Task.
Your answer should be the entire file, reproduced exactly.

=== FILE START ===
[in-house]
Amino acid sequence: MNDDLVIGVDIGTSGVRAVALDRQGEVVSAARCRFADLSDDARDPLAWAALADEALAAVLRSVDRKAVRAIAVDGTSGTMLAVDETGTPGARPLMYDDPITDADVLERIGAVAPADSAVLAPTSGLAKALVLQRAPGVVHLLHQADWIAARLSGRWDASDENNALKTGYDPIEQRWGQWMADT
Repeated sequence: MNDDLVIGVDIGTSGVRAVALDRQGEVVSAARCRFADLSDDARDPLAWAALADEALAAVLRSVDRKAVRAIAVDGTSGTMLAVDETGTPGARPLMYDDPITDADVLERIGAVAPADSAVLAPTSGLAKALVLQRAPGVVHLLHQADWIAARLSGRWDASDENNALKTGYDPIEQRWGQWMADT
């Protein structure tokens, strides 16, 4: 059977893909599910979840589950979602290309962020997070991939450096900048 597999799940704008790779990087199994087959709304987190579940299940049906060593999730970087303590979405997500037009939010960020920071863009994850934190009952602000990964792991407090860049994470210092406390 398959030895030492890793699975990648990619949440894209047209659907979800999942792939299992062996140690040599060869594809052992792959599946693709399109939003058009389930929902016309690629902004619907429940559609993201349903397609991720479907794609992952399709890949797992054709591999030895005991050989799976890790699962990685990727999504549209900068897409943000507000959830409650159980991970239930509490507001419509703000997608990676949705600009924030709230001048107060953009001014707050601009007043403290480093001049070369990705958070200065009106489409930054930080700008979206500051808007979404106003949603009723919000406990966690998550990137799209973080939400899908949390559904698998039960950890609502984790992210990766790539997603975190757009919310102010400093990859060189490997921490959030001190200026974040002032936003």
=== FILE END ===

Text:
[in-house]
Amino acid sequence: MNDDLVIGVDIGTSGVRAVALDRQGEVVSAARCRFADLSDDARDPLAWAALADEALAAVLRSVDRKAVRAIAVDGTSGTMLAVDETGTPGARPLMYDDPITDADVLERIGAVAPADSAVLAPTSGLAKALVLQRAPGVVHLLHQADWIAARLSGRWDASDENNALKTGYDPIEQRWGQWMADT
Repeated sequence: MNDDLVIGVDIGTSGVRAVALDRQGEVVSAARCRFADLSDDARDPLAWAALADEALAAVLRSVDRKAVRAIAVDGTSGTMLAVDETGTPGARPLMYDDPITDADVLERIGAVAPADSAVLAPTSGLAKALVLQRAPGVVHLLHQADWIAARLSGRWDASDENNALKTGYDPIEQRWGQWMADT
């Protein structure tokens, strides 16, 4: 059977893909599910979840589950979602290309962020997070991939450096900048 597999799940704008790779990087199994087959709304987190579940299940049906060593999730970087303590979405997500037009939010960020920071863009994850934190009952602000990964792991407090860049994470210092406390 398959030895030492890793699975990648990619949440894209047209659907979800999942792939299992062996140690040599060869594809052992792959599946693709399109939003058009389930929902016309690629902004619907429940559609993201349903397609991720479907794609992952399709890949797992054709591999030895005991050989799976890790699962990685990727999504549209900068897409943000507000959830409650159980991970239930509490507001419509703000997608990676949705600009924030709230001048107060953009001014707050601009007043403290480093001049070369990705958070200065009106489409930054930080700008979206500051808007979404106003949603009723919000406990966690998550990137799209973080939400899908949390559904698998039960950890609502984790992210990766790539997603975190757009919310102010400093990859060189490997921490959030001190200026974040002032936003």